We obtained high resolution ELODIE and CORALIE spectra for bothcomponents of 20 wide visual binaries composed of an F-, G- or K-dwarfprimary and an M-dwarf secondary. We analyse the well-understood spectraof the primaries to determine metallicities ([Fe/H]) for these 20systems, and hence for their M dwarf components. We pool thesemetallicities with determinations from the literature to obtain aprecise (±0.2 dex) photometric calibration of M dwarfmetallicities. This calibration represents a breakthrough in a fieldwhere discussions have had to remain largely qualitative, and it helpsus demonstrate that metallicity explains most of the large dispersion inthe empirical V-band mass-luminosity relation. We examine themetallicity of the two known M-dwarf planet-host stars, Gl876 (+0.02 dex) and Gl 436 (-0.03 dex), inthe context of preferential planet formation around metal-rich stars. Wefinally determine the metallicity of the 47 brightest single M dwarfs ina volume-limited sample, and compare the metallicity distributions ofsolar-type and M-dwarf stars in the solar neighbourhood.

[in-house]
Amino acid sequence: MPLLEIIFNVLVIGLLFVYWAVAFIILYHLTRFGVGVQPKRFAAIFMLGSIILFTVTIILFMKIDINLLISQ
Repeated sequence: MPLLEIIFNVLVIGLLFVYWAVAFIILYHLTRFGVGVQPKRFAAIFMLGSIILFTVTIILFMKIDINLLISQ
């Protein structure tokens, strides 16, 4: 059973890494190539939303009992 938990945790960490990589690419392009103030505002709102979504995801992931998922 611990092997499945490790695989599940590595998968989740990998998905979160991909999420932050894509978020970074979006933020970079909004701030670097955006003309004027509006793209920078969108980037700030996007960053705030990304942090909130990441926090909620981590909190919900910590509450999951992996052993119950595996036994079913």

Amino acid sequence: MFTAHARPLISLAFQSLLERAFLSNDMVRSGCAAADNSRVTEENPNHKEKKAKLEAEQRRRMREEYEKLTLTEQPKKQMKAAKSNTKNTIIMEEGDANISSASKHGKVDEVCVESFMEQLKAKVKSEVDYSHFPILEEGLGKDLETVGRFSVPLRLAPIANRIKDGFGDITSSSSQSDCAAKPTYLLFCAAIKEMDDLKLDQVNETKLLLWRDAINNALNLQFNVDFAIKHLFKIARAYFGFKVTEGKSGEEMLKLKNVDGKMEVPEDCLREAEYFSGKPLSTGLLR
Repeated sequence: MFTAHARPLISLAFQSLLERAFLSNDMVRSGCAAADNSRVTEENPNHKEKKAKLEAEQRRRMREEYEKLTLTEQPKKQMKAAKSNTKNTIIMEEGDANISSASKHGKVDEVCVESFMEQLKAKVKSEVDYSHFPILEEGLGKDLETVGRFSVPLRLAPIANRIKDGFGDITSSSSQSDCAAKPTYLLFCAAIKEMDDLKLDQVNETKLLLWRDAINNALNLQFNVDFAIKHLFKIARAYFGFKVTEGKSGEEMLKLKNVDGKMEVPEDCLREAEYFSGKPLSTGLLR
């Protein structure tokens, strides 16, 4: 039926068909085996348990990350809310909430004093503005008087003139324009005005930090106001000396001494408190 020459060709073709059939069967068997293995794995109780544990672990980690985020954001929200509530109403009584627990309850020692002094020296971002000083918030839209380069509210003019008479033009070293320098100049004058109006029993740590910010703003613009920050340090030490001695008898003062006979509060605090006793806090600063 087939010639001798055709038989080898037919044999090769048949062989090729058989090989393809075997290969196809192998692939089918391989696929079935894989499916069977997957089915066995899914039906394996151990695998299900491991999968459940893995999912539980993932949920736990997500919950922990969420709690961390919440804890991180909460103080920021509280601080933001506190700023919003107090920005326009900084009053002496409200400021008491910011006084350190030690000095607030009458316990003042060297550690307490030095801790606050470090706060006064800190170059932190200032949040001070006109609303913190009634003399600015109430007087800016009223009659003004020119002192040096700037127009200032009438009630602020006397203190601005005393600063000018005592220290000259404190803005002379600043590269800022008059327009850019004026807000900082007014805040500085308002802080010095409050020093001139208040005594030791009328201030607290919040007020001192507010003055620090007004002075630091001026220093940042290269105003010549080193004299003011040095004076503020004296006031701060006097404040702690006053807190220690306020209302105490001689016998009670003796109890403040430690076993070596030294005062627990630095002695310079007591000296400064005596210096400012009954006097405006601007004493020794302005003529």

Chromospheric Ca II Emission in Nearby F, G, K, and M Stars
We present chromospheric Ca II H and K activity measurements, rotationperiods, and ages for ~1200 F, G, K, and M type main-sequence stars from~18,000 archival spectra taken at Keck and Lick Observatories as a partof the California and Carnegie Planet Search Project. We have calibratedour chromospheric S-values against the Mount Wilson chromosphericactivity data. From these measurements we have calculated medianactivity levels and derived R'HK, stellar ages,and rotation periods from general parameterizations for 1228 stars,~1000 of which have no previously published S-values. We also presentprecise time series of activity measurements for these stars.Based on observations obtained at Lick Observatory, which is operated bythe University of California, and on observations obtained at the W. M.Keck Observatory, which is operated jointly by the University ofCalifornia and the California Institute of Technology. The KeckObservatory was made possible by the generous financial support of theW. M. Keck Foundation.